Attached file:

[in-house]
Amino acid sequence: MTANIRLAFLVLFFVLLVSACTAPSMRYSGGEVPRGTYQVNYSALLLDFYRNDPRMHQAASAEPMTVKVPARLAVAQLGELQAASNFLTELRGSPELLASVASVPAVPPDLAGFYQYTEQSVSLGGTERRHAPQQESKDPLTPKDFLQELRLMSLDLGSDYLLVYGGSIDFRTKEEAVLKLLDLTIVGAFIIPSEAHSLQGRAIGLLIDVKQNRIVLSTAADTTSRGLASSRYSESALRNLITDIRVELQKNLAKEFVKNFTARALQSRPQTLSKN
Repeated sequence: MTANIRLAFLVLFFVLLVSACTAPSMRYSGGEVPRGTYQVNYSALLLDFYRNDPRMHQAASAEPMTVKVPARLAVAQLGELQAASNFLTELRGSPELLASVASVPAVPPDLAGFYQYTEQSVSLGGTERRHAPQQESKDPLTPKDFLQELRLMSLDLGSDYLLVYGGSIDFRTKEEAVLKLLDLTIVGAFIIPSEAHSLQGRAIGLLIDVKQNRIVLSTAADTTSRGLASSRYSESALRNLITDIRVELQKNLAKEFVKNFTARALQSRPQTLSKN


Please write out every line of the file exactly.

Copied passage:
[in-house]
Amino acid sequence: MTANIRLAFLVLFFVLLVSACTAPSMRYSGGEVPRGTYQVNYSALLLDFYRNDPRMHQAASAEPMTVKVPARLAVAQLGELQAASNFLTELRGSPELLASVASVPAVPPDLAGFYQYTEQSVSLGGTERRHAPQQESKDPLTPKDFLQELRLMSLDLGSDYLLVYGGSIDFRTKEEAVLKLLDLTIVGAFIIPSEAHSLQGRAIGLLIDVKQNRIVLSTAADTTSRGLASSRYSESALRNLITDIRVELQKNLAKEFVKNFTARALQSRPQTLSKN
Repeated sequence: MTANIRLAFLVLFFVLLVSACTAPSMRYSGGEVPRGTYQVNYSALLLDFYRNDPRMHQAASAEPMTVKVPARLAVAQLGELQAASNFLTELRGSPELLASVASVPAVPPDLAGFYQYTEQSVSLGGTERRHAPQQESKDPLTPKDFLQELRLMSLDLGSDYLLVYGGSIDFRTKEEAVLKLLDLTIVGAFIIPSEAHSLQGRAIGLLIDVKQNRIVLSTAADTTSRGLASSRYSESALRNLITDIRVELQKNLAKEFVKNFTARALQSRPQTLSKN